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Obesity Treatment:
One Size Never Fits All
Obesity treatment is very complicated - what works for one person may not work for another. When you consider factors such as environment, heredity and personal eating habits, it's easy to see that treatment must be personalized.

Also, obesity must be managed with treatment that provides long-term support, education and monitoring. Medical treatment for obesity has included dietary manipulation, behavior modification and medications. These have been tried alone and together in combinations, but with only limited long-term positive results.

According to the American Society for Bariatric Surgery, the following are some typical weight loss treatments for obesity:

Dietary Manipulation & Behavior Modification
To greatly increase the chances of success, a course of diet, exercise and behavioral therapy should be supervised by qualified physicians. The "yo-yo" effect of weight loss and subsequent gain common to self-administered diet plans can actually create additional physical and psychological problems.

The course of treatment will focus on severely restricting caloric input while maintaining nutritional needs. A progressive exercise plan to increase the body's metabolism counteracts the natural slowing of metabolism when caloric intake is restricted. Finally, behavior modification therapy can help to alter negative impulses and promote healthier food (and life) choices.

Unfortunately, while many patients respond with rapid and significant weight loss on programs such as the one above, results tend to diminish over time.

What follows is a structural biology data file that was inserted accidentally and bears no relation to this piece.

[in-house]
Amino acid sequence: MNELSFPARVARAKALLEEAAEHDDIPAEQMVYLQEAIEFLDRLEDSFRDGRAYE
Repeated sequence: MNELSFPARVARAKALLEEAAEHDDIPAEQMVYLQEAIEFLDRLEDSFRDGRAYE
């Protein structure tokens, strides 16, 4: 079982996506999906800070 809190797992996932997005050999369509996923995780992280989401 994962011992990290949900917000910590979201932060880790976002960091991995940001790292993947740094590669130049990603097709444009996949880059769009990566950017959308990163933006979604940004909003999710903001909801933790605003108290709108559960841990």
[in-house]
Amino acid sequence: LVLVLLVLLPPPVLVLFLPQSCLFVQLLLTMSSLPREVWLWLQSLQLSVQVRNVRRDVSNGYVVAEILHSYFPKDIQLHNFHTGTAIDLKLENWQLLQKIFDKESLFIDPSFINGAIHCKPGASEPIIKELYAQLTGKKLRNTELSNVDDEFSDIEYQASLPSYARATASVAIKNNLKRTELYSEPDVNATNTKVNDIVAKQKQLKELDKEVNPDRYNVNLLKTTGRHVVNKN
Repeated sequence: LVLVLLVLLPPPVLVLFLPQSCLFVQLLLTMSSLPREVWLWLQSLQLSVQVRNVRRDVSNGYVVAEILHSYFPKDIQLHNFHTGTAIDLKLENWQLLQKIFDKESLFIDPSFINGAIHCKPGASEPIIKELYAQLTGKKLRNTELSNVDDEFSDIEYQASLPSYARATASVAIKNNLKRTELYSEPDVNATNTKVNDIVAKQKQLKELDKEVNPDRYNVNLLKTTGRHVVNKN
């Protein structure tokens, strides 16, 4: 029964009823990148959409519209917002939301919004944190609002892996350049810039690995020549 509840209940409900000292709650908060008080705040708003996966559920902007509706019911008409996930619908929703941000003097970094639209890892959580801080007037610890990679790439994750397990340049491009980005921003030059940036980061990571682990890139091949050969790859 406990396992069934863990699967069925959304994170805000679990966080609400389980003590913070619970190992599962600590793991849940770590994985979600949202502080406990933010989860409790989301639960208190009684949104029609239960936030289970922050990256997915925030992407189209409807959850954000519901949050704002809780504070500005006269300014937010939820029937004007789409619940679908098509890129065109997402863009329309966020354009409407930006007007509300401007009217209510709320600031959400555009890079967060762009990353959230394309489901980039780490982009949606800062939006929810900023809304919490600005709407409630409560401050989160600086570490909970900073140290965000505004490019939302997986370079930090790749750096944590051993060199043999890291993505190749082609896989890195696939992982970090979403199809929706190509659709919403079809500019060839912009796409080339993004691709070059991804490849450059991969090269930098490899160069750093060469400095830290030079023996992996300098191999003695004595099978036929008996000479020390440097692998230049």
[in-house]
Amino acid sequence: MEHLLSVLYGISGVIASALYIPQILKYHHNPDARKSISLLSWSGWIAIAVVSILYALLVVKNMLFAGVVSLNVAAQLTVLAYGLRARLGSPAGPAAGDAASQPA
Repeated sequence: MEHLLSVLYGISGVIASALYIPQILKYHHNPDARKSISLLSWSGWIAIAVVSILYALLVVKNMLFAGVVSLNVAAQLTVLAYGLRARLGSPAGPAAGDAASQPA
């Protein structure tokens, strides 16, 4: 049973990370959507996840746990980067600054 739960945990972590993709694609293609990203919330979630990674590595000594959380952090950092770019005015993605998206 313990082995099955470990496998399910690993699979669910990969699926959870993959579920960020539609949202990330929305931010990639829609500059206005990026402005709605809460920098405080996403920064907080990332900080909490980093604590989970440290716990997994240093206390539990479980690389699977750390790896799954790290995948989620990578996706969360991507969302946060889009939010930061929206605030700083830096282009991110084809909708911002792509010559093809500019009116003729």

Medications
Usually prescribed along with a program of diet and exercise, new medications have been shown to increase the rate at which weight loss occurs. However, weight loss plateaus for most people after several months and weight is often regained if the course of medication is discontinued. Current drugs can also have serious side effects, which must be carefully considered by physician and patient.

Weight Loss Surgery
While research continues into non-surgical alternatives to combat severe obesity, surgery is currently the most effective method of achieving dramatic and sustained weight loss.

Weight loss surgery is major surgery involving risks and possible complications. Usually, the minimum qualification to be considered a candidate is a person with a Body Mass Index (BMI) score of 40 or greater, or at least 100 pounds above ideal body weight. Surgery is primarily viewed as an option to alleviate chronic, debilitating disease caused by morbid obesity.

Patients must also be highly motivated. Extensive dietary, exercise and medical guidelines must be followed for the rest of their lives after surgery.
 

Source:
www.walkfromobesity.com
 
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